In an email from his office early Tuesday afternoon, the 69-year-old Allen said: “I have been undergoing regular COVID-19 testing and learned today that I have tested positive for COVID-19. I do not have any symptoms and will continue to work on behalf of the 12th District from home as I quarantine.”

The 12th Congressional District includes Bulloch, Candler, Evans, Screven, Jenkins and 12 other counties. Also, portions of Effingham and Columbia counties are part of the district.

Hall County announced it completed rescanning ballots in the official recount of the Presidential election, according to the Gainesville Times.

“Scanning was completed around 2 p.m. Saturday, but there are a number of ballots that will need to be adjudicated on Wednesday,” county spokesman Brian Stewart said in an email on Sunday, Nov. 29.

Macon-Bibb County Mayor Robert Reichert vetoed anti-discrimination legislation passed by the Macon-Bibb Commission, according to the Macon Telegraph.

The anti-discrimination ordinance was written to prohibit discrimination in employment, housing and public accommodations based on race, religion, color, sex, disability, national origin, ancestry, sexual orientation, gender identity or military status. The resolution was to rename the Macon City Auditorium after C. Jack Ellis, the city’s first Black mayor.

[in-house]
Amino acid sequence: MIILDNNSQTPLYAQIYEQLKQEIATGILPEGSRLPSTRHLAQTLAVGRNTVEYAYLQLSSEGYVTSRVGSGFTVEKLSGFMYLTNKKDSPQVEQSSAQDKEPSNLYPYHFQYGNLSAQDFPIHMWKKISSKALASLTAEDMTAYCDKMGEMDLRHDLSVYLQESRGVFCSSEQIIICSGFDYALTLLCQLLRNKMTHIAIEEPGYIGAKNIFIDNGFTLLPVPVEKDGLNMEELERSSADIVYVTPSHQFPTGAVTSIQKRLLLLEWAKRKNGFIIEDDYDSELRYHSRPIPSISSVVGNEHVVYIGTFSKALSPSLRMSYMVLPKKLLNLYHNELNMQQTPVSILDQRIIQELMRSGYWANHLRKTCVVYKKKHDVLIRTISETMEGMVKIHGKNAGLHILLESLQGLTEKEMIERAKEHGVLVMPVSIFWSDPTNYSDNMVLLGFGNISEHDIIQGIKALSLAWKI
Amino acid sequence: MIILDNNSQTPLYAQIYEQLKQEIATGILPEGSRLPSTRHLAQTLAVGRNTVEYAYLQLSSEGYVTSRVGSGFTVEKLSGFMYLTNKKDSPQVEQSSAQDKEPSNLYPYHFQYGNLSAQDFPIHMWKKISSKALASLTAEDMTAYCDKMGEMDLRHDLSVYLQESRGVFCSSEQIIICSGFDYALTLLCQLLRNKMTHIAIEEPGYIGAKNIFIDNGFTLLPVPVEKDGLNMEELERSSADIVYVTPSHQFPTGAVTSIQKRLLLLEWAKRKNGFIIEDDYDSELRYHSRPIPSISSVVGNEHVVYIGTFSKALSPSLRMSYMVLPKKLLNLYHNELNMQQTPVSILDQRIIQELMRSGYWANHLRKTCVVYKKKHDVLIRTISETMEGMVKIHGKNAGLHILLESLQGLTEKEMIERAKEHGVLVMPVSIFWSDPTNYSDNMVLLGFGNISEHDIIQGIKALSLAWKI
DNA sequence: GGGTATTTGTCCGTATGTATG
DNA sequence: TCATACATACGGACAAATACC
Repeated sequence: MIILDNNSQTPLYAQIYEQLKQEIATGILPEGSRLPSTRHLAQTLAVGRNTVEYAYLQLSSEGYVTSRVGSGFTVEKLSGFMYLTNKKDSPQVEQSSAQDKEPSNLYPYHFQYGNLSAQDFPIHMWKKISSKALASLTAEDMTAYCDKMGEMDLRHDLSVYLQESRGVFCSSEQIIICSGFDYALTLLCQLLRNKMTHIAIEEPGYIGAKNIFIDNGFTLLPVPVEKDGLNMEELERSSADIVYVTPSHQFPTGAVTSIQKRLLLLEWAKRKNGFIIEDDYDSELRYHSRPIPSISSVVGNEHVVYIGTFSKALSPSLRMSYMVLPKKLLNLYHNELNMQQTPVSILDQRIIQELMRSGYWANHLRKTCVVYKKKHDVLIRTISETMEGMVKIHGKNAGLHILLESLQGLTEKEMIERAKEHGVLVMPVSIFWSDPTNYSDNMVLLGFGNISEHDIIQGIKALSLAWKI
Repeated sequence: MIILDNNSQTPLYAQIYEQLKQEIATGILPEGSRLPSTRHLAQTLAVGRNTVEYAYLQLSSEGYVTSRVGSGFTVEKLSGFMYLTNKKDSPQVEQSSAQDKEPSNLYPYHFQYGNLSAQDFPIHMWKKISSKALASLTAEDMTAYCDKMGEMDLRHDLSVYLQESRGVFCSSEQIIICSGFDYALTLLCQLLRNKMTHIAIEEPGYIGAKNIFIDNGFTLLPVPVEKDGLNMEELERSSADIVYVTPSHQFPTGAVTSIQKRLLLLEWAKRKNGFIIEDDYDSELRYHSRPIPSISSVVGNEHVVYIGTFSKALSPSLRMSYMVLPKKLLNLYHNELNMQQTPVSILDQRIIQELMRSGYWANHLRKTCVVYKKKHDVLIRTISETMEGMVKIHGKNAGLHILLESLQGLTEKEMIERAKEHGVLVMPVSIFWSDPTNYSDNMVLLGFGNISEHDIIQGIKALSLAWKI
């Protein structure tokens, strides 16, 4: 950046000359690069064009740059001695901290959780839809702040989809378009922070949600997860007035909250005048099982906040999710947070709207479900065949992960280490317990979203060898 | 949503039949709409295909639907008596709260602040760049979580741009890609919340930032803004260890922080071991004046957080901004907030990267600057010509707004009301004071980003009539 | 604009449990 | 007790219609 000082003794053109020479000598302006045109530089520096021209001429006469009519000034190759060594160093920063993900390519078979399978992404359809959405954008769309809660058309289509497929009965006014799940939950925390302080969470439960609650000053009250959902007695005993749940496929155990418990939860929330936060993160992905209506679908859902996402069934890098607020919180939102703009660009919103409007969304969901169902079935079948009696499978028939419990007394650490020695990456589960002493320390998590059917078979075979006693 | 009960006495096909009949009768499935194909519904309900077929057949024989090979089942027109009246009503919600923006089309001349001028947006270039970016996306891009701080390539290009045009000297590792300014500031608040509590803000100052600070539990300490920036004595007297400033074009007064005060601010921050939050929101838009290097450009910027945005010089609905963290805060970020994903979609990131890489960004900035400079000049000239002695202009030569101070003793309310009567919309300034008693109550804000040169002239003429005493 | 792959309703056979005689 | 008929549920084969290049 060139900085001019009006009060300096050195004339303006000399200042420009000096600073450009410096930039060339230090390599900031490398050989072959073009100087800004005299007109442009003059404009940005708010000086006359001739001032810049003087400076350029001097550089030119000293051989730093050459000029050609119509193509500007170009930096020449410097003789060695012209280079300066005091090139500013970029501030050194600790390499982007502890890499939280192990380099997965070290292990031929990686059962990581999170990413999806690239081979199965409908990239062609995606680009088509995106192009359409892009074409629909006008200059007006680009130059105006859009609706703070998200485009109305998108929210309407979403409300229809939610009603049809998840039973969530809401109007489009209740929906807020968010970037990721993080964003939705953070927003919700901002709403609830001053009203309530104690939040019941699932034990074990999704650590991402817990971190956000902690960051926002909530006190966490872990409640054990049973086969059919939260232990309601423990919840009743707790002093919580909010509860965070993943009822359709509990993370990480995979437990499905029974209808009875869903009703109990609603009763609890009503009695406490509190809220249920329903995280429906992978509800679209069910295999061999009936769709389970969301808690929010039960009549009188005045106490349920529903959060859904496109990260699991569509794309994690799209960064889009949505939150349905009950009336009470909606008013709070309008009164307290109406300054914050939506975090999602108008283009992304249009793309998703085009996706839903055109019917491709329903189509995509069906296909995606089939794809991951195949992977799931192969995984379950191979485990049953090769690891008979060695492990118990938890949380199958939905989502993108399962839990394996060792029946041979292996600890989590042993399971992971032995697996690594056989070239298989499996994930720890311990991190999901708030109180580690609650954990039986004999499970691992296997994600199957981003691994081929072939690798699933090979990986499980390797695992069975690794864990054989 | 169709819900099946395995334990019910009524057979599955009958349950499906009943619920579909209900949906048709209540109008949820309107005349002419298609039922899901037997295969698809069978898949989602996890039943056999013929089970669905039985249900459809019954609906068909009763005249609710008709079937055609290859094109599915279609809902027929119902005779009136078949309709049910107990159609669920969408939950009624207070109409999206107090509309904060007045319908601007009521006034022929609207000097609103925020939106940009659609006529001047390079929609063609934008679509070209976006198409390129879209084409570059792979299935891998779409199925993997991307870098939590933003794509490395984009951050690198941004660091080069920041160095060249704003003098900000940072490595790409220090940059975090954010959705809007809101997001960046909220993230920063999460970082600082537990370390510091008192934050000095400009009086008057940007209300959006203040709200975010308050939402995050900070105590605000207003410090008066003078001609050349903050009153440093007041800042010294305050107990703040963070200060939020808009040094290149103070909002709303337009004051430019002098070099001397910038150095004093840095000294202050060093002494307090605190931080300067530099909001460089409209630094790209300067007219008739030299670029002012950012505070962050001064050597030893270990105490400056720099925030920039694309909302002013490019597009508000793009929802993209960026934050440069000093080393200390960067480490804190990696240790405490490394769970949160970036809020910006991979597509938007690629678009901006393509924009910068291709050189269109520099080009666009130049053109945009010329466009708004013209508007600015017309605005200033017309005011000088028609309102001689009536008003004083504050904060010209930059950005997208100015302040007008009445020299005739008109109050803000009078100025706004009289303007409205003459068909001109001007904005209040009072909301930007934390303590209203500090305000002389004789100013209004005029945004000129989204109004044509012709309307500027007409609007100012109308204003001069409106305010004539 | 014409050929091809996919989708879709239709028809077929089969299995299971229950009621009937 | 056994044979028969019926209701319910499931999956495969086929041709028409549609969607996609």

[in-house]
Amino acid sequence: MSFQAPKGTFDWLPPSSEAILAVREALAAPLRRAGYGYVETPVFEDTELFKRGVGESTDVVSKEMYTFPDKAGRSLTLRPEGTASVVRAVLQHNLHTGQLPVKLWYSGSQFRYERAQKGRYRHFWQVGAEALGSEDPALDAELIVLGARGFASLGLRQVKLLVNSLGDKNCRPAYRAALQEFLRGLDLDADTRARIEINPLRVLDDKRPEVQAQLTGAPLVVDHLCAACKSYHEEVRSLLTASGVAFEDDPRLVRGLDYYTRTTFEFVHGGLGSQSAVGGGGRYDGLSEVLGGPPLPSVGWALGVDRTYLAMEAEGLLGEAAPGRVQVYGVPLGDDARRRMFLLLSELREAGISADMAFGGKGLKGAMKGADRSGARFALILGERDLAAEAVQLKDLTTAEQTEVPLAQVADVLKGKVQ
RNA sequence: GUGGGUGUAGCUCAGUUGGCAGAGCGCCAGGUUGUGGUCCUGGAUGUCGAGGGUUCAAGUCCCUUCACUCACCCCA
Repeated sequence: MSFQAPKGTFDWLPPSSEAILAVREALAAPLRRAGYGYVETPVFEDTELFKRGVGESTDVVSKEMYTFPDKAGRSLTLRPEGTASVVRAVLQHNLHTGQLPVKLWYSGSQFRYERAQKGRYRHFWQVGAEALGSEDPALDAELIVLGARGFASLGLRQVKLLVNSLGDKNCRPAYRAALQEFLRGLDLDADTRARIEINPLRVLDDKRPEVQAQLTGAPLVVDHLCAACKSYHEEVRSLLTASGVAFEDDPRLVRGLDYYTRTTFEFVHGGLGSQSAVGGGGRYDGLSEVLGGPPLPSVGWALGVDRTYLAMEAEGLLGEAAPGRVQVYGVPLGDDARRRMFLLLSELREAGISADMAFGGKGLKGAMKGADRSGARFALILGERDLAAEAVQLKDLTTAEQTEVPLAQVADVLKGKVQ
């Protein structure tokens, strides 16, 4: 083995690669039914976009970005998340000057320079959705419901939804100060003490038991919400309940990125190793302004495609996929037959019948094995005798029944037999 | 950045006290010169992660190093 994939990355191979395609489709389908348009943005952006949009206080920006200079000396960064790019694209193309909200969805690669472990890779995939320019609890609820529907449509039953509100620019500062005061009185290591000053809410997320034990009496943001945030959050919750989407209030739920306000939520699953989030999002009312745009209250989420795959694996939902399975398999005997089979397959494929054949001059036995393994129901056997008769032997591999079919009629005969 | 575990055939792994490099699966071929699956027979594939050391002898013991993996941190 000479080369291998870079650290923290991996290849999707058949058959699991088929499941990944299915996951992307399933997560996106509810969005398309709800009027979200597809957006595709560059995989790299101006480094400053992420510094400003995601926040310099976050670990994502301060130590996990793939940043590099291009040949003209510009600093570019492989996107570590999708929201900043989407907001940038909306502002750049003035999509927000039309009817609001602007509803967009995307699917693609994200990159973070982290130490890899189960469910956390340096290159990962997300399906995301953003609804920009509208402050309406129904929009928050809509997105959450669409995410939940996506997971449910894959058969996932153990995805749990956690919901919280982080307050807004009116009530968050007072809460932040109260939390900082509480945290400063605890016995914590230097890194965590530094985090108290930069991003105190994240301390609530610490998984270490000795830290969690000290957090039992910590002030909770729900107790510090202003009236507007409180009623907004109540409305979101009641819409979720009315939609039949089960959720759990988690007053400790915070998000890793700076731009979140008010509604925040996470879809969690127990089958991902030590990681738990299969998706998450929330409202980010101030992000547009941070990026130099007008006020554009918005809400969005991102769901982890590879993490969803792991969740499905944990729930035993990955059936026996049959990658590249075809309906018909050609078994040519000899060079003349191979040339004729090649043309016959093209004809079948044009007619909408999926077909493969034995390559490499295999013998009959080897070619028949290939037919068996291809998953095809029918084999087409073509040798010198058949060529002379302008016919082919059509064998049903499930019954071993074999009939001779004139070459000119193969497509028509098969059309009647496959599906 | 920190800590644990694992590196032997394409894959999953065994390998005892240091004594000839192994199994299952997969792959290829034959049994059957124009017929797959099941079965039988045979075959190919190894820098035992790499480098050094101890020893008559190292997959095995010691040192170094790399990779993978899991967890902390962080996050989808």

The ordinance and resolution were passed by the Macon-Bibb County Commission in a 5-4 vote with Commissioners Bert Bivins, Elaine Lucas, Virgil Watkins, Larry Schlesinger and Al Tilman voting for the legislation and Valerie Wynn, Mallory Jones, Joe Allen and Scotty Shepherd voting against it.

“The Anti-Discrimination Ordinance currently under consideration here in Macon-Bibb County is well-intentioned. However, there has been much concern raised that when applied to LGBTQ and/or SOGI individuals, the efforts to protect their rights perhaps interferes with the rights of other people.”

In Savannah, lower municipal revenues continue to hamper budgeting for the city, according to the Savannah Morning News.

Revenue losses and an uncertain economy due to the pandemic continue to be at the forefront of the city of Savannah’s budget planning for 2021.

While revenues from sales and hotel/motel tax collections have dropped due to COVID-19, one revenue source the city has lost altogether is the preservation fee.